Look, I agree with Barbara, the Russians tried to influence the election. You know, let's call out the press. The Russians tried to influence every election since the Cold War. And, by the way, we try to influence their election. We try to influence -- Barack Obama tried to influence the Israeli election. He was very upfront about it. So the idea that government try to --
CUOMO: So is it --
CUOMO: -- all fair play to you, Rick?
SANTORUM: Well, I mean, did you criticize President Obama for trying to defeat Netanyahu and doing it? I didn't see this network or many networks do that.
CUOMO: So Rick, so let me get this straight. So you are OK with Russians trying to influence our democracy.
SANTORUM: I'm not OK with it. But it's not great news.
CUOMO: Because America is bad too, is that what you are saying?
SANTORUM: No, no. I'm -- well, I don't think Israel is bad. Why would the president of United States try to influence the Israeli election? Look, United States as other countries do, try to have -- through their foreign policy try to influence behavior another countries. That's not new.
CUOMO: It's doesn't make it OK that Russia did this and is still doing it. #Schumershutdown, #releasethememo. Russian bots are all those hash tags, because they like fomenting division among Americans and it's working Senator Boxer.
BOXER: Well, I'm stunned. I am stunned to see my Republican friend who always was a hawk, now all of a sudden, oh, big deal. Russia. Russia is our adversary. They are against us in places, hot spots all over the world from Syria and many other places. They are not our friends. They are out adversary. And you need to step back and ask, why is it that they preferred Donald Trump over Hillary Clinton and why is it that they are still, as Chris points out, going after Democrats? Because they suddenly feel they can control this Trump administration and the question is what do they have on Donald Trump?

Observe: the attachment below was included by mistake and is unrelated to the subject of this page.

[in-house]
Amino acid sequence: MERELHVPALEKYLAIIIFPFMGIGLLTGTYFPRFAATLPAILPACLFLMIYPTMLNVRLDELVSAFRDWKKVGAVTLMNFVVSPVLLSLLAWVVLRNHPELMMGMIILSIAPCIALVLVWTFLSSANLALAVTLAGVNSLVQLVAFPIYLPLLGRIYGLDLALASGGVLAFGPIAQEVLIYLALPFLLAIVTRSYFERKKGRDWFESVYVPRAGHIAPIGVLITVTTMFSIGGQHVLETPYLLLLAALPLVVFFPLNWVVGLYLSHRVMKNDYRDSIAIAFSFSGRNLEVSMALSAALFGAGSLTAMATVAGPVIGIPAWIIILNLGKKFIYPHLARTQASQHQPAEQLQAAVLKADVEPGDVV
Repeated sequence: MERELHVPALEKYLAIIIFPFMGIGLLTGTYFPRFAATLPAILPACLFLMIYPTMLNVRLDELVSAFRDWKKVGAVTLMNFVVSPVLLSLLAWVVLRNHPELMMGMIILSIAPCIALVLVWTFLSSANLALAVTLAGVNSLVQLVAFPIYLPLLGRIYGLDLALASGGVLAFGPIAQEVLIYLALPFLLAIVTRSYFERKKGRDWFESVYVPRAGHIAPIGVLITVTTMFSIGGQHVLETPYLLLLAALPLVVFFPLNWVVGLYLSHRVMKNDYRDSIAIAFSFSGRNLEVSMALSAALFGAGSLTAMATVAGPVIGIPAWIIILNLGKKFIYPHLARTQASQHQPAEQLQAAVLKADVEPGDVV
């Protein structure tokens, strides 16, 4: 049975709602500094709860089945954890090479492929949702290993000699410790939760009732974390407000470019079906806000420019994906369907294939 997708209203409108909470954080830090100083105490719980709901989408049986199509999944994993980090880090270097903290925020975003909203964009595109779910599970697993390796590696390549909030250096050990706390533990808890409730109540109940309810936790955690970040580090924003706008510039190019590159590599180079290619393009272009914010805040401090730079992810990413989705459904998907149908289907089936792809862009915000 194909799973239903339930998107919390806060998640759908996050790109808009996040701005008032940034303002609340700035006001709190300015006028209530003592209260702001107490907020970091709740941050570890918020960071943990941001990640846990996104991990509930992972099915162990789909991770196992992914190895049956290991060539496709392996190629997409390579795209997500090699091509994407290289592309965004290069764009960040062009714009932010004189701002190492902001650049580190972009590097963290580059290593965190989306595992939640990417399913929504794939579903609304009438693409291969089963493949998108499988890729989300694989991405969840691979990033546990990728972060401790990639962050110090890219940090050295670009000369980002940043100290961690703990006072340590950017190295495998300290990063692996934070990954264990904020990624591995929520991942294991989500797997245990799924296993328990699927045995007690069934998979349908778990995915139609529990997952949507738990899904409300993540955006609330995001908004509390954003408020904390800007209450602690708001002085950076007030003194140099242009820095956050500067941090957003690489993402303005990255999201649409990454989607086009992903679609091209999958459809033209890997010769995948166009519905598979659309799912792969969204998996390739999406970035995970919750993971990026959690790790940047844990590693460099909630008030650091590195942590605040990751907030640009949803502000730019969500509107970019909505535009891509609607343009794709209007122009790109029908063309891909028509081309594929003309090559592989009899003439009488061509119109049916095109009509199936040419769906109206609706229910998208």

[21:55:36] CUOMO: All right, senator.
BOXER: And this is all a part of this investigation.
CUOMO: True. But we don't know the answers. But as we get more information, we will chew on it for sure. Rick Santorum, Barbara Boxer, thanks to you both. Appreciate it.
All right, up next, our "Final Fact". Stick around for that, please. First I got to figure it out.
CUOMO: All right, a quick three, number one, you have to find out whether or not other texts between FBI are missing and not just the two between the two who are in the Mueller investigation.
Two, if this memo, that the Republicans have, is so important to how we surveil, the American people need to see it.
And three, remember, a special prosecutor isn't just charged with finding evidence of a crime, he is also and his team charged with finding proof that there was no crime. Be opened to both possibilities.
OK. That's it. Those are "The Final Fact" and questions. Thanks for joining us tonight.